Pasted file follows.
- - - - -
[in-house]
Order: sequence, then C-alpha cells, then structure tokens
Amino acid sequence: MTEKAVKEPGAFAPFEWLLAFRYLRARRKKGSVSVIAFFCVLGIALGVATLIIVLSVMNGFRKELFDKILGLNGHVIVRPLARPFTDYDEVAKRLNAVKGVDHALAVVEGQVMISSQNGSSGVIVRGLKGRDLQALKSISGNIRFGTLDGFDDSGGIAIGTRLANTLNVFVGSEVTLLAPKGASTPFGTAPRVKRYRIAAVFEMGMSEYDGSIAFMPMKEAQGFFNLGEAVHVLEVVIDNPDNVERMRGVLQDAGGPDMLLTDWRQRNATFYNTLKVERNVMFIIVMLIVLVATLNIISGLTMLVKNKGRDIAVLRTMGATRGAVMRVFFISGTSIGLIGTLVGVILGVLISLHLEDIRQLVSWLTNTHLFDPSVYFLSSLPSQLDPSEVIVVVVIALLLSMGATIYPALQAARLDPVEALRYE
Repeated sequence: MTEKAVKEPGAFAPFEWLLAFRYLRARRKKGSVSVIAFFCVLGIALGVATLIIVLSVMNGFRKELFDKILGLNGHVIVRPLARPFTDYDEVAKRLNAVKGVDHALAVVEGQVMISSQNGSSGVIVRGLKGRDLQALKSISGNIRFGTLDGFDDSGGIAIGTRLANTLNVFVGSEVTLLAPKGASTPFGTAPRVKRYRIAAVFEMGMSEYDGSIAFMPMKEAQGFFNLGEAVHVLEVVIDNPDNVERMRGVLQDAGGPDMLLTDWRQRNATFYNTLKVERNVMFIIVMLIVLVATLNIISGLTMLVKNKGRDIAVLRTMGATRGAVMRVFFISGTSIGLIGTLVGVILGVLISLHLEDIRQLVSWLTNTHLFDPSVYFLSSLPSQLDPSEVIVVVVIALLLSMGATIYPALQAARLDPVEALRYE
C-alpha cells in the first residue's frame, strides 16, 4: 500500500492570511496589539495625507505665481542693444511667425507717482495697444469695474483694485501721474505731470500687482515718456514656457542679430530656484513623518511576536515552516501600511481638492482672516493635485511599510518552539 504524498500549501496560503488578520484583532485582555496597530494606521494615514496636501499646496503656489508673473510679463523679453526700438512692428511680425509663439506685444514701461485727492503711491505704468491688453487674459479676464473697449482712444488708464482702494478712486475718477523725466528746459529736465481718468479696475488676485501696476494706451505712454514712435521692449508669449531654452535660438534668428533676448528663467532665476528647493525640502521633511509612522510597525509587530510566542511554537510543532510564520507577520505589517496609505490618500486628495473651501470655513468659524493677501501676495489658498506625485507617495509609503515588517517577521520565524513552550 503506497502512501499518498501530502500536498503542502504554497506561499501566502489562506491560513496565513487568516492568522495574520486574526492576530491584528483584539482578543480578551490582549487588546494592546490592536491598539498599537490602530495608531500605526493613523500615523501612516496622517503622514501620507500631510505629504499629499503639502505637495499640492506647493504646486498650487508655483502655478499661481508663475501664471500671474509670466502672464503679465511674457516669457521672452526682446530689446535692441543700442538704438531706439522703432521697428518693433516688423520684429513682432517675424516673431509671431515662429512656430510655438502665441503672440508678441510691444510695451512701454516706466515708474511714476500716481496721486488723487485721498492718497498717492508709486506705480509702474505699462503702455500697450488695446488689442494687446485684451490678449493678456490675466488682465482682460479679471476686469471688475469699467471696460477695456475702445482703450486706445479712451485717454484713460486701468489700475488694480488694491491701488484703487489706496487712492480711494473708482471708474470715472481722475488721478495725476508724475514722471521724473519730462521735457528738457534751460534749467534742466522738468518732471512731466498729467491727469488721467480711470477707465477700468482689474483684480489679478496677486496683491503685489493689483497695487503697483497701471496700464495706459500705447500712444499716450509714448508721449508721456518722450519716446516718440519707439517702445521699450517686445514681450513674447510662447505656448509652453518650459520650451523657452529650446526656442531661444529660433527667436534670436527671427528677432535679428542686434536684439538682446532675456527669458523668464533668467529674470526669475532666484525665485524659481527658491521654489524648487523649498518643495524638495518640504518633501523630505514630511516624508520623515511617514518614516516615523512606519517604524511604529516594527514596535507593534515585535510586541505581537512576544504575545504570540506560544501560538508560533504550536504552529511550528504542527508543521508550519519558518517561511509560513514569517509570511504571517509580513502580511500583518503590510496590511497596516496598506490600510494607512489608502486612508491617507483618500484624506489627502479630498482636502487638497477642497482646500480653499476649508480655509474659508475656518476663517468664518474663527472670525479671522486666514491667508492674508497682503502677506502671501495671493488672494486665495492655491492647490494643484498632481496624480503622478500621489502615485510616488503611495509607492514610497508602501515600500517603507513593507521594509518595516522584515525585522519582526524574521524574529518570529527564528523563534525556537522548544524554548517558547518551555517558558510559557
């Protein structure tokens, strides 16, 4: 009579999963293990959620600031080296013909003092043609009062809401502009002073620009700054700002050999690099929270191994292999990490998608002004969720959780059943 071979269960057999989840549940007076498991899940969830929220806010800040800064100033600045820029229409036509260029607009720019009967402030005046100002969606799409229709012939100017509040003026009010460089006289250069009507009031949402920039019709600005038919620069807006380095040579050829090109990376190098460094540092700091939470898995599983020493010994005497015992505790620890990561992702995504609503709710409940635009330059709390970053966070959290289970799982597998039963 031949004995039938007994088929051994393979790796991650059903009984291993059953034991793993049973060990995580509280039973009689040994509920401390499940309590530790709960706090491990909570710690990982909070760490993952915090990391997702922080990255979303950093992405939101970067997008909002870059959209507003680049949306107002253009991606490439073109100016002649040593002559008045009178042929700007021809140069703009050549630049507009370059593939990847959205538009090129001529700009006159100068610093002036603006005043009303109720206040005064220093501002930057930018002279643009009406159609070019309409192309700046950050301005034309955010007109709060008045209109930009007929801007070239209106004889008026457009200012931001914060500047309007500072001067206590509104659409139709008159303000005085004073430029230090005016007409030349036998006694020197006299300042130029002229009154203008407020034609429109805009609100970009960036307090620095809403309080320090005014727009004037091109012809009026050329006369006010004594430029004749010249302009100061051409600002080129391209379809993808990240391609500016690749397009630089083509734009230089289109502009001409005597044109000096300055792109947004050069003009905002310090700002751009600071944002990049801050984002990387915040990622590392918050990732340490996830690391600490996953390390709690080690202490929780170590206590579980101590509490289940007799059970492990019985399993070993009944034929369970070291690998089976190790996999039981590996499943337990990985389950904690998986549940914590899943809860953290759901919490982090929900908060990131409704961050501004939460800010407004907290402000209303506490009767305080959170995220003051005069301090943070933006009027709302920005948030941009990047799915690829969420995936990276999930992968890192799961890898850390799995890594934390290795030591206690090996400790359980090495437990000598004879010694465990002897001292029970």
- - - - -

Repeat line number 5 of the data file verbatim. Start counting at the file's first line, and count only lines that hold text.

C-alpha cells in the first residue's frame, strides 16, 4: 500500500492570511496589539495625507505665481542693444511667425507717482495697444469695474483694485501721474505731470500687482515718456514656457542679430530656484513623518511576536515552516501600511481638492482672516493635485511599510518552539 504524498500549501496560503488578520484583532485582555496597530494606521494615514496636501499646496503656489508673473510679463523679453526700438512692428511680425509663439506685444514701461485727492503711491505704468491688453487674459479676464473697449482712444488708464482702494478712486475718477523725466528746459529736465481718468479696475488676485501696476494706451505712454514712435521692449508669449531654452535660438534668428533676448528663467532665476528647493525640502521633511509612522510597525509587530510566542511554537510543532510564520507577520505589517496609505490618500486628495473651501470655513468659524493677501501676495489658498506625485507617495509609503515588517517577521520565524513552550 503506497502512501499518498501530502500536498503542502504554497506561499501566502489562506491560513496565513487568516492568522495574520486574526492576530491584528483584539482578543480578551490582549487588546494592546490592536491598539498599537490602530495608531500605526493613523500615523501612516496622517503622514501620507500631510505629504499629499503639502505637495499640492506647493504646486498650487508655483502655478499661481508663475501664471500671474509670466502672464503679465511674457516669457521672452526682446530689446535692441543700442538704438531706439522703432521697428518693433516688423520684429513682432517675424516673431509671431515662429512656430510655438502665441503672440508678441510691444510695451512701454516706466515708474511714476500716481496721486488723487485721498492718497498717492508709486506705480509702474505699462503702455500697450488695446488689442494687446485684451490678449493678456490675466488682465482682460479679471476686469471688475469699467471696460477695456475702445482703450486706445479712451485717454484713460486701468489700475488694480488694491491701488484703487489706496487712492480711494473708482471708474470715472481722475488721478495725476508724475514722471521724473519730462521735457528738457534751460534749467534742466522738468518732471512731466498729467491727469488721467480711470477707465477700468482689474483684480489679478496677486496683491503685489493689483497695487503697483497701471496700464495706459500705447500712444499716450509714448508721449508721456518722450519716446516718440519707439517702445521699450517686445514681450513674447510662447505656448509652453518650459520650451523657452529650446526656442531661444529660433527667436534670436527671427528677432535679428542686434536684439538682446532675456527669458523668464533668467529674470526669475532666484525665485524659481527658491521654489524648487523649498518643495524638495518640504518633501523630505514630511516624508520623515511617514518614516516615523512606519517604524511604529516594527514596535507593534515585535510586541505581537512576544504575545504570540506560544501560538508560533504550536504552529511550528504542527508543521508550519519558518517561511509560513514569517509570511504571517509580513502580511500583518503590510496590511497596516496598506490600510494607512489608502486612508491617507483618500484624506489627502479630498482636502487638497477642497482646500480653499476649508480655509474659508475656518476663517468664518474663527472670525479671522486666514491667508492674508497682503502677506502671501495671493488672494486665495492655491492647490494643484498632481496624480503622478500621489502615485510616488503611495509607492514610497508602501515600500517603507513593507521594509518595516522584515525585522519582526524574521524574529518570529527564528523563534525556537522548544524554548517558547518551555517558558510559557